How Whittier Fire heroes rescued Circle V Ranch campers, counselors

Posted at 11:45 PM, Jul 14, 2017

Some of the heroes who rescued 82 kids and adults stranded at Circle V Ranch Camp when the Whittier Fire began nearly a week ago spoke out on Friday.

Newly released dash cam footage shows Santa Barbara County Sheriff’s deputies attempting to get to the camp last Saturday.

“Within seconds, the entire shrubbery and trees engulfed in flames and the roadway was covered,” said Sgt. Neil Gowing.

At the end of the road, 58 campers ages seven through 16 and 24 adult staff members were trapped in the camp.

The deputies turned around but U.S. Forest Service Patrolman Dave Dahlberg, who was initially behind them, was able to pass and make it through.

“I was able to make access into the camp through all the smoke and flames and all the debris on the road. It was tough at some points,” said Dahlberg, who was familiar with Circle V Ranch from prior training based on similar circumstances.

Dahlberg and the campers sheltered in place at the dining hall. Flames were about 600 feet away.

“I assured them that we were in a safe place and that we would all get out safely. It seemed like minutes but it probably was closer to two hours when I first saw county Dozer 1,” he continued. 

Dozer operator Mark Linane started cutting fire line around the camp. Overhead, helicopters and airtankers made drops where the flames were seen moving toward the camp.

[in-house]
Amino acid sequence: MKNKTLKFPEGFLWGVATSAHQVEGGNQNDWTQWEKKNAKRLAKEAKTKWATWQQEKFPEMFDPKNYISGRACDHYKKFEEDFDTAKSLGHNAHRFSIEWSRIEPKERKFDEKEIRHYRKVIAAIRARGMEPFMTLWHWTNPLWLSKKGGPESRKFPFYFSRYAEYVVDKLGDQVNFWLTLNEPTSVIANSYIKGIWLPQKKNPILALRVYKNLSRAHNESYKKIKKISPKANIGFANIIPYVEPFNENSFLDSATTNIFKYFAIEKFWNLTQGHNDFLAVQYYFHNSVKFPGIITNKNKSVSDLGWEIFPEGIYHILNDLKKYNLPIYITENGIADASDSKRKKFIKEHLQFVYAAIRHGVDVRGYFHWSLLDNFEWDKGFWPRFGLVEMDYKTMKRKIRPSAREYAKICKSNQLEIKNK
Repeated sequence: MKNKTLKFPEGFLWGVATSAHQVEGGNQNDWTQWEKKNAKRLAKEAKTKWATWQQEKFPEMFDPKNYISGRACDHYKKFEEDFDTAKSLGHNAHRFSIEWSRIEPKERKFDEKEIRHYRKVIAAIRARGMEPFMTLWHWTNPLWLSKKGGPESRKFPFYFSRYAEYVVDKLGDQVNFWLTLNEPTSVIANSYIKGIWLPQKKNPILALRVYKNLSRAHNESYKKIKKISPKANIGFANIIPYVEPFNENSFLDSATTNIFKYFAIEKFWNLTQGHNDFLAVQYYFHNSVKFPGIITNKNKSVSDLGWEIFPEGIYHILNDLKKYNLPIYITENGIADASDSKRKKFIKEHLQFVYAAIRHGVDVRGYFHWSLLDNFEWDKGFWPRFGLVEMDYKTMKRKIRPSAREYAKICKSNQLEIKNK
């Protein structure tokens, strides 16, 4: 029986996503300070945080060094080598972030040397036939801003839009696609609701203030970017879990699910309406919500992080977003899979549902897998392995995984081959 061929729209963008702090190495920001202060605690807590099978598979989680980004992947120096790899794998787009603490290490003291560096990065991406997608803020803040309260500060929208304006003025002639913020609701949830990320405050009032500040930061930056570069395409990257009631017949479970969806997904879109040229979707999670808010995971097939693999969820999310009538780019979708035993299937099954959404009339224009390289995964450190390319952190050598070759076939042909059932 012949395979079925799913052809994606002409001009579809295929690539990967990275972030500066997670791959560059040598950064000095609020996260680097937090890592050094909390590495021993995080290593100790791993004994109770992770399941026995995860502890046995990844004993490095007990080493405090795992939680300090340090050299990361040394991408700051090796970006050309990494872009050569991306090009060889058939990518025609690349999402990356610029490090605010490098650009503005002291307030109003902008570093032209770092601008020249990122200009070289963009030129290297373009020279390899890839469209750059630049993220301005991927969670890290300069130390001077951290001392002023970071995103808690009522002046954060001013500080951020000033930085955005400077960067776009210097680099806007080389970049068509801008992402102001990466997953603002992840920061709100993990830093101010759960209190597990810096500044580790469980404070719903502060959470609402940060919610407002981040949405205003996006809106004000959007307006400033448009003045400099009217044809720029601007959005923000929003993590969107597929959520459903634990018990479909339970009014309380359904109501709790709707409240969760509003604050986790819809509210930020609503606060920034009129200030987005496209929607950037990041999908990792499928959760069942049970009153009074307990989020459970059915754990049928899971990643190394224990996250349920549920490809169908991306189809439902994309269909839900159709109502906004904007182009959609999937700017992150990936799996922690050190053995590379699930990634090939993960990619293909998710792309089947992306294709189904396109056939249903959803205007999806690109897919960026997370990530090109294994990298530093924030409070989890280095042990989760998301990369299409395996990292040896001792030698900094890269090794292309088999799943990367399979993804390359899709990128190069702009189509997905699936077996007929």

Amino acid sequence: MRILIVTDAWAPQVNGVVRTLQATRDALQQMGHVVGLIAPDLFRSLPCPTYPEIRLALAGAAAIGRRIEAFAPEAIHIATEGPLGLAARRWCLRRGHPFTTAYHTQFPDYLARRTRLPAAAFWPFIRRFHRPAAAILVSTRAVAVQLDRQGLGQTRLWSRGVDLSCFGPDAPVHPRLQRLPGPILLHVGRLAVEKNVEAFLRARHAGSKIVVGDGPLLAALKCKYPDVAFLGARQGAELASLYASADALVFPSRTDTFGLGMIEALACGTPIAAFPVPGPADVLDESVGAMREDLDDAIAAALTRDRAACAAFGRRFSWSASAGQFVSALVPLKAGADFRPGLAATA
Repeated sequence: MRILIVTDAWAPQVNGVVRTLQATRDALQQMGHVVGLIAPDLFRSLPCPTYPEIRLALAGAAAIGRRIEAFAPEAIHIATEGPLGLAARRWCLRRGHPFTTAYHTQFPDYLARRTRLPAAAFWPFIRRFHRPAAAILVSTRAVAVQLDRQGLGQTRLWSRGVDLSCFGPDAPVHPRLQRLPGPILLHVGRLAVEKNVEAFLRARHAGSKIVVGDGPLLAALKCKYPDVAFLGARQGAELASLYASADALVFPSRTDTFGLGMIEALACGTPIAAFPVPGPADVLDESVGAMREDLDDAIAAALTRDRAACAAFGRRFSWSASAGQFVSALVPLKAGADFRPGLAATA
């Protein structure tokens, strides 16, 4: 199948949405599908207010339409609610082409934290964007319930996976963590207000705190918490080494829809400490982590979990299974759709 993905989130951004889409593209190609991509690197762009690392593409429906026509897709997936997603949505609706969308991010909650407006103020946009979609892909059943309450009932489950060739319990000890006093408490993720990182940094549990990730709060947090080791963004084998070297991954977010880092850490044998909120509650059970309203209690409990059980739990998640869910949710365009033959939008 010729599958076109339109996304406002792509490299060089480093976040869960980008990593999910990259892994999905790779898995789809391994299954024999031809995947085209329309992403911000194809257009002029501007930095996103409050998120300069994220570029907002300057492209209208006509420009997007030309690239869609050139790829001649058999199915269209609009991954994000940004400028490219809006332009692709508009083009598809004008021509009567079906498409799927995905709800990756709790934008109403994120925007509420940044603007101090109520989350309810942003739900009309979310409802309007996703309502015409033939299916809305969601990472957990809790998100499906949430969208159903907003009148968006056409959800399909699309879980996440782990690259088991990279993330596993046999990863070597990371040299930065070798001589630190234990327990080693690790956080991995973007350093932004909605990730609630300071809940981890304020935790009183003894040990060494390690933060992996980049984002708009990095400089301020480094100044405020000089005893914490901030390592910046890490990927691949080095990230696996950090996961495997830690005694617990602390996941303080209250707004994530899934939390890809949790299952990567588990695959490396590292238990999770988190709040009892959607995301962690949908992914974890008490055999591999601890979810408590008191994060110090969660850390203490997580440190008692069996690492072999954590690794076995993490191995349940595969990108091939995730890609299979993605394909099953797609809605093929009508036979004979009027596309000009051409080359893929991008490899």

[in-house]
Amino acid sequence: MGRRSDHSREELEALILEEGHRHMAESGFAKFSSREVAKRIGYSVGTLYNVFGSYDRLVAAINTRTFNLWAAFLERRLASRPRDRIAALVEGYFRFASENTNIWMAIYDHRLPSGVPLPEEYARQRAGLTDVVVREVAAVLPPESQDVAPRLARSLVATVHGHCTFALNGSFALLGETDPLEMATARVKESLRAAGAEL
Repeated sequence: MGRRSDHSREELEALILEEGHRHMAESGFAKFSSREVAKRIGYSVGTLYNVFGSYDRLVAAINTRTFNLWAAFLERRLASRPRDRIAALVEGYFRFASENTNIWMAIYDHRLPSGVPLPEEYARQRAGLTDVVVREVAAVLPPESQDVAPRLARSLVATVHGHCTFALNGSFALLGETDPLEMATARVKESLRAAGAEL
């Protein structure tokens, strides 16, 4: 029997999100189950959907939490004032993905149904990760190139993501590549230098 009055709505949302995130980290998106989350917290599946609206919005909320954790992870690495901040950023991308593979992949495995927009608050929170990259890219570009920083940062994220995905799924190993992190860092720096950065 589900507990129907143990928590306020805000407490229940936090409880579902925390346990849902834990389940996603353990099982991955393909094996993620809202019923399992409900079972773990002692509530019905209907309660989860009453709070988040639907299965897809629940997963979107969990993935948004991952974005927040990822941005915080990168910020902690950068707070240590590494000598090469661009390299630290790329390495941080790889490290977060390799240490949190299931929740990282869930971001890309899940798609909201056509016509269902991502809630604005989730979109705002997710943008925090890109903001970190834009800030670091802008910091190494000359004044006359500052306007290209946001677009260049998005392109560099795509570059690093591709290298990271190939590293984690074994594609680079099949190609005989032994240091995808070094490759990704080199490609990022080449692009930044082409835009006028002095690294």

Dahlberg doused the dining hall with water as flames approached. Another hour went by before search and rescue vehicles arrived at the camp.

“As I was driving by one of the lower buildings, I could see the fire was actually looking up at the backside of the building,” said Nelson Trichler, a Santa Barbara County Search and Rescue team member.

Just about that time, a helicopter dropped more water. The kids and the counselors were soon loaded up in search and rescue cars and taken down the canyon.

“I explained that we were going to leave like a big snake and that big yellow bulldozer over there was going to be the head of our snake,” said Santa Barbara County Fire Department Division Chief Steve Oaks.

The heat of the fire could be felt through the window.

“I was amazed that they were calm. They were under control. They weren’t panicking. They were actually singing some songs on the way down,” Trichler said.

At the bottom of the road, Chumash Casino buses took the kids and counselors to be reunited with their families by 11:15 p.m. that same night.

The camp lost its craft shack cabin and health office cabin in the fire. The camp director says the rescuers are guardian angels.

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